This one that you mentioned (74HC4066) would be able to amplify the signal to 38 kHz or even 700 Hz? How do i know that the frequency that i chose will not suffer amy kind of interference? I want to emmit and read the signal continuously, will the tuning interfere on it?

My thoughts were that the kind of light would not interfere on it. Because in other words what I'm trying to measure is the amount of particles in water that are blocking the light.

Yes it would. The longer wavelength IR light “gets round” small partials that white light would be blocked by.

Have a look at photographs of the night sky taken in visible light and IR light. The visible light is blocked by dust in the milky way where as the IR light is not blocked by dust it goes round it. Go and ask at your Physics department.

This one that you mentioned (74HC4066) would be able to amplify the signal to 38 kHz or even 700 Hz?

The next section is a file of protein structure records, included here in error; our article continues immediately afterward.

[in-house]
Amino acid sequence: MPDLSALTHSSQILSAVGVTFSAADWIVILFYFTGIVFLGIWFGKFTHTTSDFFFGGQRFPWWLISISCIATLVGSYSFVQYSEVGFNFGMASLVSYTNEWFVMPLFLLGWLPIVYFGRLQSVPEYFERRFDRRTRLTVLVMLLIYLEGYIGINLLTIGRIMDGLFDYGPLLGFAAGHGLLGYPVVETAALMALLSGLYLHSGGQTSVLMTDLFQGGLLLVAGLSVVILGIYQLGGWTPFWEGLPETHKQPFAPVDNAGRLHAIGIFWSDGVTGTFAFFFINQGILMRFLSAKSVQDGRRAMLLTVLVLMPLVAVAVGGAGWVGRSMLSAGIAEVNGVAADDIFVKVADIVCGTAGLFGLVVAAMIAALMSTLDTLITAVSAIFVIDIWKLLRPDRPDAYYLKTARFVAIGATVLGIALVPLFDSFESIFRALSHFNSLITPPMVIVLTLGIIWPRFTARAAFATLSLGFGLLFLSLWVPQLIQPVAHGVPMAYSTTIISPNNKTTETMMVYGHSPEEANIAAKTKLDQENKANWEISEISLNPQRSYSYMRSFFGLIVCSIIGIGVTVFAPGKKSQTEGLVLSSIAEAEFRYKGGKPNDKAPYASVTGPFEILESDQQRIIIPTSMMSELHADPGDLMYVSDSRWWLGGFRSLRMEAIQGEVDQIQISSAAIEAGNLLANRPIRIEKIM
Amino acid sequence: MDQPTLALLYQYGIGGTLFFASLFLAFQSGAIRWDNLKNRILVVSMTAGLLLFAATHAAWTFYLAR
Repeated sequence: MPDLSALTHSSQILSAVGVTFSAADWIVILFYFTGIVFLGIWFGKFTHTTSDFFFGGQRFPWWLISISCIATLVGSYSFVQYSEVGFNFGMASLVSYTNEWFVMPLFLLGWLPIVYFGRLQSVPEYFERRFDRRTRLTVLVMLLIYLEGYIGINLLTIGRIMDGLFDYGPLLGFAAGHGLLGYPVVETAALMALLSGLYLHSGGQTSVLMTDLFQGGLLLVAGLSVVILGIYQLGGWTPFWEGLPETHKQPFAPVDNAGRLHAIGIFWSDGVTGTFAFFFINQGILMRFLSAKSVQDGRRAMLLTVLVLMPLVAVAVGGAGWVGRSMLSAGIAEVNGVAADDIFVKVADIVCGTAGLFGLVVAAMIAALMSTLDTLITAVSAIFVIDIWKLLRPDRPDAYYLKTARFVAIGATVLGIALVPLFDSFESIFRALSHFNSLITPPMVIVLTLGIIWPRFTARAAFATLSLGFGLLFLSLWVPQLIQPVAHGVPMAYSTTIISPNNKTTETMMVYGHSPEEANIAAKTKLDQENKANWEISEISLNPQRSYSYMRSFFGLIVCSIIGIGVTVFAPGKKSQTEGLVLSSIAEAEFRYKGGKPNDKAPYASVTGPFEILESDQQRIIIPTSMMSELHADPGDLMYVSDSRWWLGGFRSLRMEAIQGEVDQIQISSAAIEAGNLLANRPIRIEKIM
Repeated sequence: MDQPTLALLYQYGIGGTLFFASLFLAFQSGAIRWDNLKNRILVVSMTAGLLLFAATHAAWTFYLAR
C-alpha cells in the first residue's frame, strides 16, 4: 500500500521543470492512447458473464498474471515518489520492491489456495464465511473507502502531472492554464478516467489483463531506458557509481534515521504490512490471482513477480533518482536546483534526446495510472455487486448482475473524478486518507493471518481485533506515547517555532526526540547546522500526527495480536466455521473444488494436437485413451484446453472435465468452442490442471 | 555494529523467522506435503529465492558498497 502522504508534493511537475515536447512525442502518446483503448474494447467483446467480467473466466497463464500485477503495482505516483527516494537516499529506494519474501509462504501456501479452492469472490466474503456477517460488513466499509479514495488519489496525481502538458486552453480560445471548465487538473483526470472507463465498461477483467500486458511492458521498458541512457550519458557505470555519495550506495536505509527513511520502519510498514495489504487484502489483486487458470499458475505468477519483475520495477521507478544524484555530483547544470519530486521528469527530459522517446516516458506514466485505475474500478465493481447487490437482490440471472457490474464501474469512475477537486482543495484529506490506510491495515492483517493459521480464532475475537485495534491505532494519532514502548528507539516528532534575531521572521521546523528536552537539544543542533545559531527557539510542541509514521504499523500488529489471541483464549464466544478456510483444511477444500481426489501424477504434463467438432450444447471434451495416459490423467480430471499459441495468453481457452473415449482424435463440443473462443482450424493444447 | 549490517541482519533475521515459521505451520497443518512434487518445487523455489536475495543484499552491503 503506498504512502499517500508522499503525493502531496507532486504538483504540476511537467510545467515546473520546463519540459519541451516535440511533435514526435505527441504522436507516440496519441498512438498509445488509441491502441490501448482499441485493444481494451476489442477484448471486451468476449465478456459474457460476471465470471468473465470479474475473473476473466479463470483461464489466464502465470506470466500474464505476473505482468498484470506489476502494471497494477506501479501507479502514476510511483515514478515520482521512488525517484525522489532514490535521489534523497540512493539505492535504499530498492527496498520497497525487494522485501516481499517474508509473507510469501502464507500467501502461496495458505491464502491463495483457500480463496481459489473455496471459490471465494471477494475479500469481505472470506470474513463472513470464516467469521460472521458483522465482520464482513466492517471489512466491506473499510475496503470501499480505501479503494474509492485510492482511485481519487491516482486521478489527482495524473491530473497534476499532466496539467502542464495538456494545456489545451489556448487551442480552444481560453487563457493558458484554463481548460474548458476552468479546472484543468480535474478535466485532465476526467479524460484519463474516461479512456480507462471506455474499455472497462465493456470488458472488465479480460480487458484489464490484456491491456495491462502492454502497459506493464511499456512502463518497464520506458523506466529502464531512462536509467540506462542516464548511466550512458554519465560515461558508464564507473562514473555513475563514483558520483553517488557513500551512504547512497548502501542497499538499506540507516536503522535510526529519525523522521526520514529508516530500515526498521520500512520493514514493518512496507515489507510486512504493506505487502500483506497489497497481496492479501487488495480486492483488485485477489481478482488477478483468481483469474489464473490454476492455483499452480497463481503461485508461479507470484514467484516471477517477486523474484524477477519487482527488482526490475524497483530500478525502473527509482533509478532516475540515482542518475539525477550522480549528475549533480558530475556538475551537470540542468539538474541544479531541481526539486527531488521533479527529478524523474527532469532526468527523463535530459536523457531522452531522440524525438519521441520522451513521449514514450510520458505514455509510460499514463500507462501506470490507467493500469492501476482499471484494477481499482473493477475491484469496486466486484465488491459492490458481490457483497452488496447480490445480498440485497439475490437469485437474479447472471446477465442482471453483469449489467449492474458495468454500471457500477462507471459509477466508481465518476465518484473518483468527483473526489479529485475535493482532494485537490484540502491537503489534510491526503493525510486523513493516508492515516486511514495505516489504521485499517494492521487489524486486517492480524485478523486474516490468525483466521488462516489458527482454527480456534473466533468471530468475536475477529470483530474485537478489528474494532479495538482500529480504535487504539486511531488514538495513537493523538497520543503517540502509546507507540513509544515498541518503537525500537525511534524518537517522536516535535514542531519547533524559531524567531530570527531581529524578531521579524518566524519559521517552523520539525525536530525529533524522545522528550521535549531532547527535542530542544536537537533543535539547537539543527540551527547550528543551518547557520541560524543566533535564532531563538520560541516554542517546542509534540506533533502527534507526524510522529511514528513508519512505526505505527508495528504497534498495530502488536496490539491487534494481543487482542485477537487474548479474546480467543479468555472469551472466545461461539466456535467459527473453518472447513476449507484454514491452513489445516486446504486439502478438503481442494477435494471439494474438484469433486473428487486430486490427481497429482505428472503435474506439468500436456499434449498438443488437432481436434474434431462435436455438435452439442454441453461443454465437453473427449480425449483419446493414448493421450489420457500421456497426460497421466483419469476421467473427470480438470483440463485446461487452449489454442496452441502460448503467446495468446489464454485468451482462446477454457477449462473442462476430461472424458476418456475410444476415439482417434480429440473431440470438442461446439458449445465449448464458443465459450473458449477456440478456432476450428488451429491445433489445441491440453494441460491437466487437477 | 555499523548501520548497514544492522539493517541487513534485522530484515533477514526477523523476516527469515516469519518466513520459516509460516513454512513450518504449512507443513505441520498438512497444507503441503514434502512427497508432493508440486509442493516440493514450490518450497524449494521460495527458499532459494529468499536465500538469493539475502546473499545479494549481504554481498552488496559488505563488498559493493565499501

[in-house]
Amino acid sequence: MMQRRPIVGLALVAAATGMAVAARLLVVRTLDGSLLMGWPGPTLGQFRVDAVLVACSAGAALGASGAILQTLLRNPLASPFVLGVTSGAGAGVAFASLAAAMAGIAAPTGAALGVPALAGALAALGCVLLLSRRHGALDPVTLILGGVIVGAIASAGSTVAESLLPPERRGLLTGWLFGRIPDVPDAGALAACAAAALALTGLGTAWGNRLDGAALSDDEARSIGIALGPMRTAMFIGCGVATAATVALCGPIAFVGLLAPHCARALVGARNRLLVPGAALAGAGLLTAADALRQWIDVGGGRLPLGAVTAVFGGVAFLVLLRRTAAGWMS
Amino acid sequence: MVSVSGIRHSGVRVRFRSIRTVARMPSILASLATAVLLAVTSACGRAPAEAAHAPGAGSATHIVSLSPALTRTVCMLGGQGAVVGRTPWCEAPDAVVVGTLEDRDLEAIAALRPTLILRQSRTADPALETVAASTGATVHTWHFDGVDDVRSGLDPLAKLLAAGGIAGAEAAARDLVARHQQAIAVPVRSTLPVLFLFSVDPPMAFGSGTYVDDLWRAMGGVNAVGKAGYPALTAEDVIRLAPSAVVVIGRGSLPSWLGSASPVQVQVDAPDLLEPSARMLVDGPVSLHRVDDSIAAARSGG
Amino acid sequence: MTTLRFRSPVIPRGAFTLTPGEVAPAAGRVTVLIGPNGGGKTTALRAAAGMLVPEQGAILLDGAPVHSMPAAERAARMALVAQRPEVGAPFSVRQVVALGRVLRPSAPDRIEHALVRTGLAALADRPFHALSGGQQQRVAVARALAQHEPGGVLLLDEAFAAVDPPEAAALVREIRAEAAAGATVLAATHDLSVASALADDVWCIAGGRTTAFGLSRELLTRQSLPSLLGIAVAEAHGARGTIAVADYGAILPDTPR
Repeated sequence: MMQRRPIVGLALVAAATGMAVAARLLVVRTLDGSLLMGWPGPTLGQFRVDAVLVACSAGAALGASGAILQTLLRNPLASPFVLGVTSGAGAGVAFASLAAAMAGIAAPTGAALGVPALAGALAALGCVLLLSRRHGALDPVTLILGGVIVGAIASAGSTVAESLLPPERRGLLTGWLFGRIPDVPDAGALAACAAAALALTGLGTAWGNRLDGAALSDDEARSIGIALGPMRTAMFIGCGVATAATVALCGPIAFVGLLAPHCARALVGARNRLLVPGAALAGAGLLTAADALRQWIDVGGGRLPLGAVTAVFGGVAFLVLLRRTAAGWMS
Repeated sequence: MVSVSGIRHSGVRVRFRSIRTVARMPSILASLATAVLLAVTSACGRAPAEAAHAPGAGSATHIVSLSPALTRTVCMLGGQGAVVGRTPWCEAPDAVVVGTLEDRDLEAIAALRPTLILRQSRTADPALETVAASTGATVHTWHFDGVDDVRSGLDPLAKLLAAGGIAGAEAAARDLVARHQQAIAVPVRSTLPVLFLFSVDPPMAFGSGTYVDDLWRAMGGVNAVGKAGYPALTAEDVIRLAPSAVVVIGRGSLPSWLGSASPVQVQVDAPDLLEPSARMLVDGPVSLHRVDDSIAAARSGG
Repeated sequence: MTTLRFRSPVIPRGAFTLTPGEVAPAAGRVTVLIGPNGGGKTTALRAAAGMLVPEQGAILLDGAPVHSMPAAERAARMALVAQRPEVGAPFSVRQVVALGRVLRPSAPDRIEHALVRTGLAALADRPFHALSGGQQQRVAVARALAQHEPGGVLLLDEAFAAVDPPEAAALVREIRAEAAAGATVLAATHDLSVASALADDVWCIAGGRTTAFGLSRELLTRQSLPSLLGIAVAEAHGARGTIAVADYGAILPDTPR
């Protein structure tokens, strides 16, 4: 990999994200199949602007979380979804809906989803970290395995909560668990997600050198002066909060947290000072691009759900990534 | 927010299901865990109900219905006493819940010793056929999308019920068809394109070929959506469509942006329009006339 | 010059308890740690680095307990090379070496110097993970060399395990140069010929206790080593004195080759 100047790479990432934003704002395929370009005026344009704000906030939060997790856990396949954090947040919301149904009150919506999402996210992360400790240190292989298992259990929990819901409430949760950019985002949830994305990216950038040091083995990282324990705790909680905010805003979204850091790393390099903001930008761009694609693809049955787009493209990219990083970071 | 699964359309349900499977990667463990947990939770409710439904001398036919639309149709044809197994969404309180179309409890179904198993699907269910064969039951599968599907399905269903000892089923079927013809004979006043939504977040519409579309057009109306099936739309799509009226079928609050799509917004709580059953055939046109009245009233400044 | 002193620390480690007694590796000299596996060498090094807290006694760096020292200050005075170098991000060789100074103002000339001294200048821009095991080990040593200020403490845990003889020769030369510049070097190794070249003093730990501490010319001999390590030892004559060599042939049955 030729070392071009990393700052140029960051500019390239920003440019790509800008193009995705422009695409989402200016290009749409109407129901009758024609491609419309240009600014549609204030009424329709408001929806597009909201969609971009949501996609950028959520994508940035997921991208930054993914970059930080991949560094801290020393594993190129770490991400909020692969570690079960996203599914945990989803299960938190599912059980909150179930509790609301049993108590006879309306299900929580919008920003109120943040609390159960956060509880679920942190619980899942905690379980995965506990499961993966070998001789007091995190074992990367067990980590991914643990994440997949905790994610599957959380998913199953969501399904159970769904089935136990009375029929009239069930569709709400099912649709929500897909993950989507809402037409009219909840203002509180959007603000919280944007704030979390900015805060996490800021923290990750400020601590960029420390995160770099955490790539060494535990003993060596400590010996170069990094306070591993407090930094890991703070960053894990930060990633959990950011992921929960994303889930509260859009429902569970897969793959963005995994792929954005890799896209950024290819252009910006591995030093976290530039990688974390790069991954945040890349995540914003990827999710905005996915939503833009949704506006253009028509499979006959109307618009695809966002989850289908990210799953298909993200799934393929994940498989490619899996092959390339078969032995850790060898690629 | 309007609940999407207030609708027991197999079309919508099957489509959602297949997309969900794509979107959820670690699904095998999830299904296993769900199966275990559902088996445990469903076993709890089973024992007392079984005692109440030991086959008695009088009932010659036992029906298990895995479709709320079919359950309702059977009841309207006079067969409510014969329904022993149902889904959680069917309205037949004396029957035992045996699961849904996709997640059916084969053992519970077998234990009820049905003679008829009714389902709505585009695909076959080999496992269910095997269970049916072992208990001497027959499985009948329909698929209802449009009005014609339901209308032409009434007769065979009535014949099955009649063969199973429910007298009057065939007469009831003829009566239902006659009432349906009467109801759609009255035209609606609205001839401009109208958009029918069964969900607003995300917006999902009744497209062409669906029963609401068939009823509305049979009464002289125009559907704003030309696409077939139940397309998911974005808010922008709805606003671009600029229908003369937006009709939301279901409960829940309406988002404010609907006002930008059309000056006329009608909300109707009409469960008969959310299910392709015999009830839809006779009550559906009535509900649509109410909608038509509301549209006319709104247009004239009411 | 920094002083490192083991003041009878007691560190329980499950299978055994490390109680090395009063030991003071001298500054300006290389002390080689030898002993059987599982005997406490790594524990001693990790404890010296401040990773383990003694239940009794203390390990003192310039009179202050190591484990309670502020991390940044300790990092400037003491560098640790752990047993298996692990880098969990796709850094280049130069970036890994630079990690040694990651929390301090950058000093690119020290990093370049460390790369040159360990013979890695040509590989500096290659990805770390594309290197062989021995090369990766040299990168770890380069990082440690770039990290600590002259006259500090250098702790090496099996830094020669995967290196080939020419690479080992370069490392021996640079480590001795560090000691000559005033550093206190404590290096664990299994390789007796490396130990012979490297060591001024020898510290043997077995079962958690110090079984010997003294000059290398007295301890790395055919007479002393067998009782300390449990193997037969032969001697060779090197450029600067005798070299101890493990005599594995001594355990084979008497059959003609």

I think this project is too much for you. The phrase “amplify the signal to a frequency” is meaningless. That chip is not an amplifier it is an analogue switch. You use it to swap signals over.

The best way to eliminate external effects is to use a square wave rather than a continuous signal. Choose a frequency that is not a harmonic of mains frequency.

Drive your LED (white will be fine) from a digital output via a resistor, and use a photodiode or phototransistor to measure the height when its ON.

Then take another measurement when its OFF and subtract the two.

I'd still recommend you exclude ambient light.

My page here shows how to drive an LED.

johnerrington: Drive your LED (white will be fine) from a digital output via a resistor, and use a photodiode or phototransistor to measure the height when its ON.

Then take another measurement when its OFF and subtract the two.

As I was suggesting in #22. :grinning: It seems you have explained it better.

johnerrington: The best way to eliminate external effects is to use a square wave rather than a continuous signal. Choose a frequency that is not a harmonic of mains frequency.

Which is why I suggested 700 Hz.